A cross-sectional study revealed that diets high in inflammatory food were associated with brain aging markers and cerebral small vessel disease.
Compared to anti-inflammatory diets (DII), those deemed pro-inflammatory were associated with a smaller total brain volume (beta-0). 16, P<0. 0001) after adjusting for demographic, clinical, and lifestyle covariates, according to epidemiologist Debora Melo van Lent, PhD, a postdoctoral researcher at UT Health San Antonio in Texas, and co-authors.
Higher DII scores, which indicate more pro-inflammatory foods, were also associated to a smaller total gray matter volume (beta-0). 08, P=0.003) and larger lateral ventricular volume (beta 0. 04, P=0. 03), the researchers reported in Alzheimer’s & Dementia. There were no associations with any other brain MRI measurements.
“Diet can influence systemic inflammation processes in the body, which includes the brain,” researchers found.
” “In our study, we found evidence that there was an association between DII scores with global markers brain volumes and vascular injury. These are early indicators of dementia,” they wrote. Previous studies have also shown an association between DII scores and dementia risk factors. These findings suggest that dietary modifications could be used to prevent dementia. “
The DII index used in the study consisted of 31 dietary components including anti-inflammatory nutrients, pro-inflammatory nutrients, whole foods, and caffeine from food intake. Dietary components were categorized as:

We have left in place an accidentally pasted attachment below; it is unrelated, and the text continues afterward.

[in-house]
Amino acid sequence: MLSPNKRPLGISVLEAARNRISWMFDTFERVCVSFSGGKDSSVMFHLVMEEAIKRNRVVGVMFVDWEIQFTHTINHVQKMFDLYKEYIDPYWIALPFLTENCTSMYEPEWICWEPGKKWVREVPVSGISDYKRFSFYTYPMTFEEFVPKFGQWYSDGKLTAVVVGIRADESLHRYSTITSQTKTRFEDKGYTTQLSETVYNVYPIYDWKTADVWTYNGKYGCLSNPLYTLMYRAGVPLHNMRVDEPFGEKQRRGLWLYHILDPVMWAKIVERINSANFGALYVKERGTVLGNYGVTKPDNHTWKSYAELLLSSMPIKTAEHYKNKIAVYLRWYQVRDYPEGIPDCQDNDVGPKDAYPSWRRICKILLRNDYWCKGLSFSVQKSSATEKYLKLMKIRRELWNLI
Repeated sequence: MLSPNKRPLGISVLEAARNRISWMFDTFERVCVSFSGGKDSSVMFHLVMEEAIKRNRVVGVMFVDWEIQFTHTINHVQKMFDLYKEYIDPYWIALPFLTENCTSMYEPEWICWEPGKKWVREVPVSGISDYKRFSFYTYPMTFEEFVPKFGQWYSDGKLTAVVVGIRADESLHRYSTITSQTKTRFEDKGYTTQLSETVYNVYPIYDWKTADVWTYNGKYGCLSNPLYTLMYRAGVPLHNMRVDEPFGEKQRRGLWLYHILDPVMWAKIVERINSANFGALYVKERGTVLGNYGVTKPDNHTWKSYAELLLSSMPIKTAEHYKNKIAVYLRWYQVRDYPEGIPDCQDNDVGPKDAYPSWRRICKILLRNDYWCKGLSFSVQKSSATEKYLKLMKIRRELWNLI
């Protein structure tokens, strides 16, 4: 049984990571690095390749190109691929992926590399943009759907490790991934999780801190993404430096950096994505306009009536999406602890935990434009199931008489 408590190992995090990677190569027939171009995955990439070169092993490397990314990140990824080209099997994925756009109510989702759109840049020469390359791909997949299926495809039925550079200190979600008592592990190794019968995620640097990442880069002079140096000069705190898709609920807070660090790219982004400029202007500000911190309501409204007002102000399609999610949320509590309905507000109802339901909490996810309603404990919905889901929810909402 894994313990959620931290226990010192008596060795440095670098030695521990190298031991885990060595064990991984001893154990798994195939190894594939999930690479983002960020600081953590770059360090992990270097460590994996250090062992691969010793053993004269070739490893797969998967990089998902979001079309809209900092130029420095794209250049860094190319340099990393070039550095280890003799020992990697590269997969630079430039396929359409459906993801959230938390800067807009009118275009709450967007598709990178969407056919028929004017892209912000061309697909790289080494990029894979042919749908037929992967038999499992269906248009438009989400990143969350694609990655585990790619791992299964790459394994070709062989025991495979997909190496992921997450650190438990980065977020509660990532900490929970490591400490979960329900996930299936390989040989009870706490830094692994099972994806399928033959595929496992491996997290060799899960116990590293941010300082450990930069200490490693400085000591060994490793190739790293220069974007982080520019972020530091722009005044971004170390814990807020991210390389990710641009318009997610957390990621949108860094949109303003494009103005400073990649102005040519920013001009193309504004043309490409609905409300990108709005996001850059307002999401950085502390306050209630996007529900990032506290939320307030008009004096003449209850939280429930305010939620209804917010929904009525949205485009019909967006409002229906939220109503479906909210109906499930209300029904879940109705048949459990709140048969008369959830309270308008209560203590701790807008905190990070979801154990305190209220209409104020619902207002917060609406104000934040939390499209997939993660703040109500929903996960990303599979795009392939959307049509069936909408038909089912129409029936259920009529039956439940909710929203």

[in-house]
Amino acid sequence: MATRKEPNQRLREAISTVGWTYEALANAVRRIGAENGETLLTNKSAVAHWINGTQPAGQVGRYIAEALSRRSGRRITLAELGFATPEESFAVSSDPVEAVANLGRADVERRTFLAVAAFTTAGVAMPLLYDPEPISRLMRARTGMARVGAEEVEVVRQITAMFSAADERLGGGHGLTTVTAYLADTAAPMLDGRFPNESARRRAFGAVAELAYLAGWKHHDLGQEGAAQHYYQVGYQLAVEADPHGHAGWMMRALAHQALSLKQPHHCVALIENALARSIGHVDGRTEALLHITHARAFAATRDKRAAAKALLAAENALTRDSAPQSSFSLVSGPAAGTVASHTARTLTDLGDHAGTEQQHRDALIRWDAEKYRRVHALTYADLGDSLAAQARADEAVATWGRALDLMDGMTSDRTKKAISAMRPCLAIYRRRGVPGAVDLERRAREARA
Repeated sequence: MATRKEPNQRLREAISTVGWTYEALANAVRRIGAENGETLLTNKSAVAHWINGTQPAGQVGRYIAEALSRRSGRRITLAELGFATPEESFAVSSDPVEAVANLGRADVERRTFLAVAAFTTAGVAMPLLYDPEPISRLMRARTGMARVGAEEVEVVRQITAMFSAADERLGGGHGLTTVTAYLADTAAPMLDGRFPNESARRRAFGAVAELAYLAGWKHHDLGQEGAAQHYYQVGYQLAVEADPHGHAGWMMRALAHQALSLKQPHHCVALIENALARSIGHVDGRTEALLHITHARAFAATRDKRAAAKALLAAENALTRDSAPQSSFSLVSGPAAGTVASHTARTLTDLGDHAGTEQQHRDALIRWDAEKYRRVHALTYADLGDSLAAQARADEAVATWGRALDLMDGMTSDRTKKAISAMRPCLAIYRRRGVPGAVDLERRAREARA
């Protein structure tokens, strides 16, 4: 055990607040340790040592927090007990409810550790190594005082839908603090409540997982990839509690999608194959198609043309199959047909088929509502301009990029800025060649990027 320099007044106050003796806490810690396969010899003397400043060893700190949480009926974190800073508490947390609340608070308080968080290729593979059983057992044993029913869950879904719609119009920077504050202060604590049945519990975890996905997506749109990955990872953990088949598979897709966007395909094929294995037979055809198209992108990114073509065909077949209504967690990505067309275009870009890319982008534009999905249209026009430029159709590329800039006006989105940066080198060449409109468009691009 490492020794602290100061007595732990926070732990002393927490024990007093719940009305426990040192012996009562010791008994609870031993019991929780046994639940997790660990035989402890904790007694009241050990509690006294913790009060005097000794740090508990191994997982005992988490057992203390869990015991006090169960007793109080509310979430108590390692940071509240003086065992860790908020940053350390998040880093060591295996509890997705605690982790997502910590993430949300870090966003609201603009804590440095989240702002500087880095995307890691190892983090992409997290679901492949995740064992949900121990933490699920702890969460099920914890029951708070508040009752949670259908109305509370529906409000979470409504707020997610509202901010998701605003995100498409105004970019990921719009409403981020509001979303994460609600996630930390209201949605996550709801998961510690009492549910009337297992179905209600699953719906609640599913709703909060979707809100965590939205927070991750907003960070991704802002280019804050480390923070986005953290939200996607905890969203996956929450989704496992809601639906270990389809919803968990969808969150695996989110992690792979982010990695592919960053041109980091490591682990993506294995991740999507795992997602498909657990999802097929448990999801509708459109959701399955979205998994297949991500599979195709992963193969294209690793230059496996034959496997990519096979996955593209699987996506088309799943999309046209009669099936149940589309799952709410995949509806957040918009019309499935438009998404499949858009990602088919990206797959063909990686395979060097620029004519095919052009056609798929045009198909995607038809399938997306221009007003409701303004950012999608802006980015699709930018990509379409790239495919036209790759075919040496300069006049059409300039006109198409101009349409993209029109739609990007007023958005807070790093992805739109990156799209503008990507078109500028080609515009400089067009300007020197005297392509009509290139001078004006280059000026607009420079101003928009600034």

- Anti-inflammatory: alcohol, beta carotene, caffeine, dietary fiber, folic acid, magnesium, thiamine, riboflavin, niacin, zinc, monounsaturated fat, polyunsaturated fat, omega-3 fat, omega-6 fat, selenium, vitamins B6, A, C, D, E, green/black tea, pepper, and garlic
- Pro-inflammatory: vitamin B12, iron, carbohydrates, cholesterol, total energy intake, protein, saturated fat, and total fat
In previous research, diets with high inflammatory potential had been tied to dementia or cognitive impairment, but there’s limited research about diet-driven inflammation and early MRI markers of neurodegeneration and vascular brain damage, Melo van Lent and co-authors said.
” The relationship between energy-adjusted DII outcomes and structural MRI outcomes for brain aging was only investigated once in a small sample of participants. They concluded that no significant relationships had been found.
Melo van Lent and colleagues studied 1,897 participants in the Framingham Heart Study Offspring cohort who completed food frequency questionnaires and underwent brain MRI scans. Data from the food frequency questionnaire were collected multiple times over a decade. Average DII scores were calculated over a median period of seven years.
Participants had an average baseline age of 62 years; about 54% were women and 23% carried an apolipoprotein E e4 (APOE4) allele. Participants with significant neurological diseases, stroke or dementia were excluded.
The mean DII score for was -0. 26, indicating that diets in the group on average were anti-inflammatory relative to the global mean in the DII world database. Higher DII scores did not correlate with brain aging markers in the region, however, some results were affected by APOE4 status or sex. DII scores were associ